Russian Federation call U.S. sanctions on business entities "erroneous"

Russian Federation call U.S. sanctions on business entities

Russian Federation call U.S. sanctions on business entities "erroneous"

Russia will not leave new USA sanctions and any future hostile actions without a tough response, the Russian Foreign Ministry has said after Washington announced a new round of restrictions against Moscow.

New US actions against Russian Federation come in response to full range of activities going back well before Trump administration took office, an unnamed administration official told journalists.

Administration officials have said the sanctions against Russian oligarchs is not in direct response to any one event, but rather a broad range of Russian activity around the globe including: the occupation of Crimea & violence in Eastern Ukraine, malicious cyber activities, and Moscow's "continued attempts to subvert Western democracies".

On the list there are also the director of the Russian Institute for Strategic Studies Mikhail Fradkov, Tula Region's Governor, Aleksei Dyumin, presidential aide Yevgeny Shkolov, presidential representative in the Southern Federal District Vladimir Ustinov, chief of the Interior Ministry's department for resistance to extremism Timur Valiulin, Bank of Russia deputy governor, Aleksander Torshin, Russian Guard chief Viktor Zolotov, State Duma Speaker Vladislav Reznik, and chief of the presidential office for socio-economic cooperation with the CIS countries, the republic of Abkhazia and the Republic of South Ossetia Oleg Govorun.

The fresh sanctions are the latest step by the U.S. against Russia following the poisoning of a former Russian spy in England, interference in the United States 2016 election and a cyberattack, CNN said. The Treasury Department said Mr Deripaska was accused of illegal wiretaps, extortion, racketeering, money laundering and even death threats against business rivals.

Russia's state arms exporter, a key tool in Putin's efforts to support the modernization of his own military by selling advanced hardware around the world, was also added to the sanctions list. Deripaska's conglomerate, Basic Element, said it regretted the sanctions and was analyzing them with its lawyers.

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Mr Putin's government dismissed the sanctions as "absurdity", arguing that the U.S. was punishing companies that have longstanding business ties to the US.

The seizure of Russian diplomatic facilities in the U.S. has demonstrated that "the right to private property, once sacred for Americans, has become an empty phrase", the ministry said.

"American democracy is clearly degrading", the ministry said. "[Its only] desire is to ensure by all means that USA global hegemony remains, including pressuring countries that conduct an independent line and speak [with] their own voice, unlike Washington's North Atlantic Treaty Organisation allies", Russia's Foreign Ministry said in a statement, RT reports.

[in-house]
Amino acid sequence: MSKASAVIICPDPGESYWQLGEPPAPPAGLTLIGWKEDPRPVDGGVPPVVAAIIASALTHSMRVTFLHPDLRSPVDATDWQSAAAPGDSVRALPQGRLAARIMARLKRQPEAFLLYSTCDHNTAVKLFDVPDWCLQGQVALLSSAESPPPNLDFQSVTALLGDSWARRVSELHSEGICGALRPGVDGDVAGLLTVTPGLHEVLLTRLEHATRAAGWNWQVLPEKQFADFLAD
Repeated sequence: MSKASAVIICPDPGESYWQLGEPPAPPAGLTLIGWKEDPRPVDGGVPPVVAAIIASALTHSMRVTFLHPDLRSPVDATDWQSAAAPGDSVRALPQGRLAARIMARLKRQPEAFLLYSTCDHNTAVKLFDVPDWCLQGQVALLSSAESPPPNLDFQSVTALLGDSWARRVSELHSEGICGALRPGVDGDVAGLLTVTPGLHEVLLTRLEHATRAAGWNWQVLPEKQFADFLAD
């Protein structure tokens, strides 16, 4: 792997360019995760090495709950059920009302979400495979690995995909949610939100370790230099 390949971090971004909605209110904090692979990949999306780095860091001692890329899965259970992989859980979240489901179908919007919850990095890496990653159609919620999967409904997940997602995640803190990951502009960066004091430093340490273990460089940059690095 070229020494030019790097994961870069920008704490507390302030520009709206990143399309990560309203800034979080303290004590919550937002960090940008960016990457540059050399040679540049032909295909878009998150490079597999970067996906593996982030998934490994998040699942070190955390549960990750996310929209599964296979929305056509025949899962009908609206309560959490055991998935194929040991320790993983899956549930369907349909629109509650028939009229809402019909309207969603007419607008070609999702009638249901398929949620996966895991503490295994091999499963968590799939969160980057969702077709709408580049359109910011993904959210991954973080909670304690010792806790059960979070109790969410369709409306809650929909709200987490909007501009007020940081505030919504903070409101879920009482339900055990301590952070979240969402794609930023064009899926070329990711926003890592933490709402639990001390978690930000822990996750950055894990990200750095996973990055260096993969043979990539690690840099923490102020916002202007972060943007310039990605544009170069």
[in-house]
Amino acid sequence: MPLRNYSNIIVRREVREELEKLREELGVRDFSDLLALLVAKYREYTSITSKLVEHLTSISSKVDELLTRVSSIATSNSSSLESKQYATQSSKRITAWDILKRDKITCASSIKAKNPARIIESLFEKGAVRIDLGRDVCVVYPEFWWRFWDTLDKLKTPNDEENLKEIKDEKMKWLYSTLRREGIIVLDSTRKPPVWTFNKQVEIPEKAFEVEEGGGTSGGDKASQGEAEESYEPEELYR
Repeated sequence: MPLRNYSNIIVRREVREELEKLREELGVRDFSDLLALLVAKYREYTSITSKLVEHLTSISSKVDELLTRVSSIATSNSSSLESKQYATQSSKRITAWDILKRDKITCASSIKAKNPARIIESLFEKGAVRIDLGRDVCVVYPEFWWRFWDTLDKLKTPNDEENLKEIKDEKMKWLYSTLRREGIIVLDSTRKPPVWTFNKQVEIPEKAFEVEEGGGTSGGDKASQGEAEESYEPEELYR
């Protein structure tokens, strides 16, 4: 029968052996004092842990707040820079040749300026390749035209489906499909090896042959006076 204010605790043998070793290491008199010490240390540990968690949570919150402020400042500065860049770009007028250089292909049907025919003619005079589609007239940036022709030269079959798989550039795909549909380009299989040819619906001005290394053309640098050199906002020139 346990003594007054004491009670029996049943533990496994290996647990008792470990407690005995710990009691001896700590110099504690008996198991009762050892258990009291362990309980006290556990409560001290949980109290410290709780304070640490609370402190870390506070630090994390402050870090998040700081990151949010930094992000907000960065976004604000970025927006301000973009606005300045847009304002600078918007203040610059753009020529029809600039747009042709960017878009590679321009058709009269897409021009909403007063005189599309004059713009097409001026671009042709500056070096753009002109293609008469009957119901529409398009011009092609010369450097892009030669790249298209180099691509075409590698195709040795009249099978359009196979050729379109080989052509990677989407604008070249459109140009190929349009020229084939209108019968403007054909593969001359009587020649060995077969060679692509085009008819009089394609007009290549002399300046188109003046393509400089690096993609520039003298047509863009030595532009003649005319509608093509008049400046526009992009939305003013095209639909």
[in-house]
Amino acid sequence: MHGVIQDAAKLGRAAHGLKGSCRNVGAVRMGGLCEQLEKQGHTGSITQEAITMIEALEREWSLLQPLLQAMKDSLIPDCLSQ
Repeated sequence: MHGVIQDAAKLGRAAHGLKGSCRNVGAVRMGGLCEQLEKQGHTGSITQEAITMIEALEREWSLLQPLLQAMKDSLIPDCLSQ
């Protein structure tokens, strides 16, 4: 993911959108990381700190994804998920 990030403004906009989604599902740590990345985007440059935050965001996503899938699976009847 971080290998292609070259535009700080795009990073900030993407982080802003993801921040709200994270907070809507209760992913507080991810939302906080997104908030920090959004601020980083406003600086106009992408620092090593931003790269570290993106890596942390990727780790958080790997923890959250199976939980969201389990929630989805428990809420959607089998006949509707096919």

Further complicating matters is that the sanctions come only a few days after President Donald Trump invited Russian President Vladimir Putin to the White House for talks.

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"Not at all", Sanders said.

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Those punished aren't necessarily involved in the Russian actions in Syria, Ukraine or elsewhere that have drawn consternation from the west. But officials said the goal was to put pressure on Putin by showing that those who have benefited financially from his position of power are fair game.

The officials declined to elaborate why Putin himself was not directly targeted by the sanctions, but emphasized that several in the Russian leader's inner circle were being targeted.

The Treasury Department describes Shamalov's elevation into "the ranks of the billionaire elite around Putin" after marrying Putin's daughter Katerina Tikhonova in 2013.

- Alexei Miller, the longtime head of Gazprom, the state-controlled natural gas giant.

The sanctions - the Trump administration's most aggressive action against Kremlin-connected individuals - target 17 Russian government officials, a state-owned weapons trading company, and seven so-called oligarchs and 12 companies affiliated with them.

Other notable figures include Andrei Skoch who now serves as a Deputy of the State Duma and formerly ran a criminal enterprise and Viktor Vekselberg, chairman of the Renova Group, an organization of asset management companies known for their work in the energy sector, as well as for bribing officials.

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